Reusability: Stored procedures can be reused across applications or parts of the same application. This promotes code modularity and reduces redundancy, as developers don't need to rewrite the same SQL logic in multiple places.

Security and Access Control: DBMSs often provide access control mechanisms for stored procedures. Developers can grant specific permissions to execute stored procedures while restricting direct access to tables or views. This helps enhance security by limiting the potential for unauthorized data access or modification.

Performance Optimization: Since stored procedures are precompiled and stored, they can lead to improved query optimization and execution plans. This can result in faster query execution, especially for complex operations.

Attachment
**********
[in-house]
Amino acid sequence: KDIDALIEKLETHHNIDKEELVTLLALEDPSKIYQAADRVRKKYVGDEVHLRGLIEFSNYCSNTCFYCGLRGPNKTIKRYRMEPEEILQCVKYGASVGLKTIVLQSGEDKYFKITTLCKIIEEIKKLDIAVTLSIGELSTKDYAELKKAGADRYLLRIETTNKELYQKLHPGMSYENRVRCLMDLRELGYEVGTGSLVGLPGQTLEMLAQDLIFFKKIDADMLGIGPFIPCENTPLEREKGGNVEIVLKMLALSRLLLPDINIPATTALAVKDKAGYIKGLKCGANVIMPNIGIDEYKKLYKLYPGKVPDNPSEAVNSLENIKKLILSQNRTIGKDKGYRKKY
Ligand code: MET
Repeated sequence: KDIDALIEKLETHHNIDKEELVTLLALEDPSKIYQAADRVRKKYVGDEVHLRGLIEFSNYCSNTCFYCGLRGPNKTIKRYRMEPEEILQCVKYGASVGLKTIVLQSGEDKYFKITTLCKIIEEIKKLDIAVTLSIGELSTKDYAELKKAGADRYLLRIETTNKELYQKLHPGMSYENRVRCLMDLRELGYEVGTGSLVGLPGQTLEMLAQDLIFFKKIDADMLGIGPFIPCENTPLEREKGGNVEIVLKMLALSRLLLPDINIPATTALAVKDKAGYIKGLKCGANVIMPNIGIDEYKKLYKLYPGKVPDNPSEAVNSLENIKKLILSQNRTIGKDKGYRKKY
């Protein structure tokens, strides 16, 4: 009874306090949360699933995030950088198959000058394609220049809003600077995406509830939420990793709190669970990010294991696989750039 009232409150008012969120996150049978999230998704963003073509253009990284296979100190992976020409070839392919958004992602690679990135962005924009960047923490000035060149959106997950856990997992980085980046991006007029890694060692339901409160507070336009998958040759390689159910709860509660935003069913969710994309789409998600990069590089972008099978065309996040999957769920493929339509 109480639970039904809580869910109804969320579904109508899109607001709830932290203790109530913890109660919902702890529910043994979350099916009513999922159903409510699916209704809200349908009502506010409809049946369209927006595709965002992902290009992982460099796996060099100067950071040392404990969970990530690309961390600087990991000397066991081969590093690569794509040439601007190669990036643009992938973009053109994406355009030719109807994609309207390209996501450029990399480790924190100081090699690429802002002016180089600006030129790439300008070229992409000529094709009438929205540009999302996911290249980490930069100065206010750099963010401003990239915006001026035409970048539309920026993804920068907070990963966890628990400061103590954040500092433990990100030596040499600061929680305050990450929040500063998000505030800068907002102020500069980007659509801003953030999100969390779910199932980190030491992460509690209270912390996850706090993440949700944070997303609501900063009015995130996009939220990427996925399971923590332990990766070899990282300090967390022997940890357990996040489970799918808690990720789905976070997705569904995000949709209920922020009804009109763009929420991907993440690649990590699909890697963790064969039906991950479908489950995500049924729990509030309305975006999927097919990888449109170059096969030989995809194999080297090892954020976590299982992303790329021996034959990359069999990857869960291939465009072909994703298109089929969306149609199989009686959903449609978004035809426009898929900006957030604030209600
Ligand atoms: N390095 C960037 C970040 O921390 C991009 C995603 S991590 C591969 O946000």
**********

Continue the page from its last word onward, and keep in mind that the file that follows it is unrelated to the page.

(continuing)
Transaction Management: Stored procedures can be used to manage transactions within the database. Developers can define custom transaction boundaries, ensuring data consistency and integrity.

Version Control: Stored procedures can be versioned, allowing for easier management and tracking of changes over time. This can be valuable when maintaining complex database systems.

Maintenance and Troubleshooting: Centralizing database logic within stored procedures can make it easier to maintain and troubleshoot database-related issues. Developers can focus on optimizing and debugging the stored procedures themselves rather than hunting down scattered SQL queries in application code.

An example of Stored Procedure in Python and PostgreSQL

To illustrate Stored Procedures using Python, here is a simple example using PostgreSQL as our database, and using psycopg2, the most popular PostgreSQL database adapter for the Python programming language.